The Times Review: Decca Classics/ Glazunov/ Shostakovich Album ★★★★☆

★★★★☆ The Times and The Sunday Times Album Review: Shostakovich/ Glazunov Concertos / Richard Morrison

This riveting performance of Shostakovich’s First Violin Concerto (released on July 1) is Nicola Benedetti’s best recording to date. The work is a colossal emotional challenge, as well as being technically fiendish. Written in the late 1940s during one of the Soviet Union’s perennial purges on music deemed too progressive or insufficiently optimistic, it was wisely suppressed by the composer until after Stalin’s death in 1953.

The eerie Nocturne, the frenetic “ride to the abyss” nature of the second and fourth movements, and most of all the central Passacaglia, freighted with references to Beethoven’s Fifth and Shostakovich’s Leningrad Symphony; all this suggests a tormented man unflinchingly reflecting horrors that could not be named in words.

Well accompanied by the Bournemouth Symphony Orchestra under Kirill Karabits, Benedetti captures all this with a stunning array of timbres — hoarse and whispery at first, as savage as a slashing razor in the scherzo, and vividly expressive in the massively demanding cadenza (after which the first performer, David Oistrakh, insisted that Shostakovich insert 16 bars of orchestral music to allow him to recover before the blistering finale). There’s a tiny bow tremor towards the end of the passacaglia that a bit of patching could have eliminated; otherwise this is an interpretation worthy to stand alongside Oistrakh’s classic recordings.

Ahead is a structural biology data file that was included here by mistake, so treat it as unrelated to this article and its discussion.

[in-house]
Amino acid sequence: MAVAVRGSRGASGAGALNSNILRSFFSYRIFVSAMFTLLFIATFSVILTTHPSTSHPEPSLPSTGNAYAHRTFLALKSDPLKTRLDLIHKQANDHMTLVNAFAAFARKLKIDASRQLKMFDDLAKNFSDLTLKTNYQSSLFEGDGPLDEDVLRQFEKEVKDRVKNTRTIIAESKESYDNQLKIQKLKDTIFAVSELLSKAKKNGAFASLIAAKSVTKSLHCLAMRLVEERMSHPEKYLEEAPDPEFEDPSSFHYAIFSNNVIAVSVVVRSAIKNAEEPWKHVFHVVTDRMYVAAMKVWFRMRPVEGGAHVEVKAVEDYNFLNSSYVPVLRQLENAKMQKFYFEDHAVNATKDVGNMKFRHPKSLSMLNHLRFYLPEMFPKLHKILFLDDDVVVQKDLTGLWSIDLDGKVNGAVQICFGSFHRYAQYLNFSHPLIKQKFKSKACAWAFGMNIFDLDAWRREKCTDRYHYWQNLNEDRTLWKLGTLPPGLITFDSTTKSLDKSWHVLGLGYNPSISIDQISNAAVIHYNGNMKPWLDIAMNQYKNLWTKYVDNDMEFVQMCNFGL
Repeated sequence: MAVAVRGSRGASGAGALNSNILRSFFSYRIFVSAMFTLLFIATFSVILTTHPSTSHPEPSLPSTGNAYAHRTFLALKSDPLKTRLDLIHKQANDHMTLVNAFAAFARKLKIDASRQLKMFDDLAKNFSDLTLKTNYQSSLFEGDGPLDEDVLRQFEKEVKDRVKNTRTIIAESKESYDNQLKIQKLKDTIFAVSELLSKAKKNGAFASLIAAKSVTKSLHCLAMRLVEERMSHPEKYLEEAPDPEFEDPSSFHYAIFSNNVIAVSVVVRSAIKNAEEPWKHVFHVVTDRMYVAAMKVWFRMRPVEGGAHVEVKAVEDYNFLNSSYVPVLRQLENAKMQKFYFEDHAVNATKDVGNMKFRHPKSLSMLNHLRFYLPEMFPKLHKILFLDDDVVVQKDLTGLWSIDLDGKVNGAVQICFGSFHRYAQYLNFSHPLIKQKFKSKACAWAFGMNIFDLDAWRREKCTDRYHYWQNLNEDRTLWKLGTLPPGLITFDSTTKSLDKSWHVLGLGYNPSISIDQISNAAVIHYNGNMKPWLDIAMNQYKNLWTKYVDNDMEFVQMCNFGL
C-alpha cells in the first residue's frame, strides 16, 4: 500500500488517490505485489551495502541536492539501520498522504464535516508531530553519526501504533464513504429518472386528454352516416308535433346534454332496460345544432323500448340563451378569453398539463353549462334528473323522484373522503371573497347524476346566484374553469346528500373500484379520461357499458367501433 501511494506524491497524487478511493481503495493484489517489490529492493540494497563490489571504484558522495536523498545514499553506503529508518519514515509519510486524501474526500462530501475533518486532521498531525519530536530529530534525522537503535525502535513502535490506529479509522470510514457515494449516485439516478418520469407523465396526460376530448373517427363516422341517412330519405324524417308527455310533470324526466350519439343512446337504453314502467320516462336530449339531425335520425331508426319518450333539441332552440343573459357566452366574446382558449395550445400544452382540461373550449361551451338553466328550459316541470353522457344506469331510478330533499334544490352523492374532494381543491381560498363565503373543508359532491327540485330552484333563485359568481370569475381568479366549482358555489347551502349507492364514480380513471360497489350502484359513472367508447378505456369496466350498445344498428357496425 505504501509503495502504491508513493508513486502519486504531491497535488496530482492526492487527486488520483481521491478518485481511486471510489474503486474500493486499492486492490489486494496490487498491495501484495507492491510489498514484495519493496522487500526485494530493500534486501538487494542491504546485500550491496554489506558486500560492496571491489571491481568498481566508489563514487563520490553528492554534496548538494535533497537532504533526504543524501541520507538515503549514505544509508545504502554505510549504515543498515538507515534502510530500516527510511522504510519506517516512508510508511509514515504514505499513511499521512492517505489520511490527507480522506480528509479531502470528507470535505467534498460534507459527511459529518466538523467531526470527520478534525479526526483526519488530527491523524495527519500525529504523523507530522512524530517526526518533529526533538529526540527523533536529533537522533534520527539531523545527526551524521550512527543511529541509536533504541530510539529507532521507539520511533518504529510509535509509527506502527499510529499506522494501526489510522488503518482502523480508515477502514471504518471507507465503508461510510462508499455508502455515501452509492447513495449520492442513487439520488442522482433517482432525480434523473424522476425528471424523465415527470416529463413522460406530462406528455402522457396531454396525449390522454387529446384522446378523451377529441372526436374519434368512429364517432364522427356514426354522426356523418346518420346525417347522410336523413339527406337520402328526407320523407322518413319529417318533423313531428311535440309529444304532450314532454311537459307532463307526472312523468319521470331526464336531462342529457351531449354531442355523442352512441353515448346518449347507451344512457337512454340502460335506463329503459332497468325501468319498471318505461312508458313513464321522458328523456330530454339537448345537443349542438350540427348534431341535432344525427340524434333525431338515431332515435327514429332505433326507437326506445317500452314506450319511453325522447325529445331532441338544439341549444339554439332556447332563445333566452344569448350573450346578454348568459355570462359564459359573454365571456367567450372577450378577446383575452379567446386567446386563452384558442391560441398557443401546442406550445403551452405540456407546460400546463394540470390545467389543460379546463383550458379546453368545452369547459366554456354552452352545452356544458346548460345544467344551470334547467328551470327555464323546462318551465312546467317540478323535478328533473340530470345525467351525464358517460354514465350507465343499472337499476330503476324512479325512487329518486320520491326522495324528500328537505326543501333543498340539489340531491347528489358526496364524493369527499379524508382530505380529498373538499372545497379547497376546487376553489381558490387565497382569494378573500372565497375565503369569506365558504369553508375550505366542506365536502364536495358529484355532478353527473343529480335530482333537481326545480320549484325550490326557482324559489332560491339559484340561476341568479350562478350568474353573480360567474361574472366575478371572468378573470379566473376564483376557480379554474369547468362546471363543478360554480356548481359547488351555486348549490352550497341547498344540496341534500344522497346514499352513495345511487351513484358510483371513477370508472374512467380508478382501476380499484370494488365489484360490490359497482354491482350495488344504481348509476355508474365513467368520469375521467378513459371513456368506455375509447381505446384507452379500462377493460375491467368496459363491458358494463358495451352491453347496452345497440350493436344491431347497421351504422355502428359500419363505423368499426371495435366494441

The “filler” is Glazunov’s Violin Concerto, sounding as if from another universe, though actually written less than half a century earlier in the same country. It’s a concerto for people who find Tchaikovsky too impassive; Benedetti does its schmaltzy lyricism proud…